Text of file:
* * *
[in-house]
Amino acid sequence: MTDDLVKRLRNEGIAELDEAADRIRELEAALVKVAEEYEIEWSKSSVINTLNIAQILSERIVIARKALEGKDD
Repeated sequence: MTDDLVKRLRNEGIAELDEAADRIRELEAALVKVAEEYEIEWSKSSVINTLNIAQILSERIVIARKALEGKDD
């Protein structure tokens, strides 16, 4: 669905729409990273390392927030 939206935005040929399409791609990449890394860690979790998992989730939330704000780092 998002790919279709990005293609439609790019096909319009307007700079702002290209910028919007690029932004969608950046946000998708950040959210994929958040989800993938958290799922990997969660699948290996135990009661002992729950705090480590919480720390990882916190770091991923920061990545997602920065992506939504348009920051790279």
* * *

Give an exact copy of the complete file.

[in-house]
Amino acid sequence: MTDDLVKRLRNEGIAELDEAADRIRELEAALVKVAEEYEIEWSKSSVINTLNIAQILSERIVIARKALEGKDD
Repeated sequence: MTDDLVKRLRNEGIAELDEAADRIRELEAALVKVAEEYEIEWSKSSVINTLNIAQILSERIVIARKALEGKDD
């Protein structure tokens, strides 16, 4: 669905729409990273390392927030 939206935005040929399409791609990449890394860690979790998992989730939330704000780092 998002790919279709990005293609439609790019096909319009307007700079702002290209910028919007690029932004969608950046946000998708950040959210994929958040989800993938958290799922990997969660699948290996135990009661002992729950705090480590919480720390990882916190770091991923920061990545997602920065992506939504348009920051790279």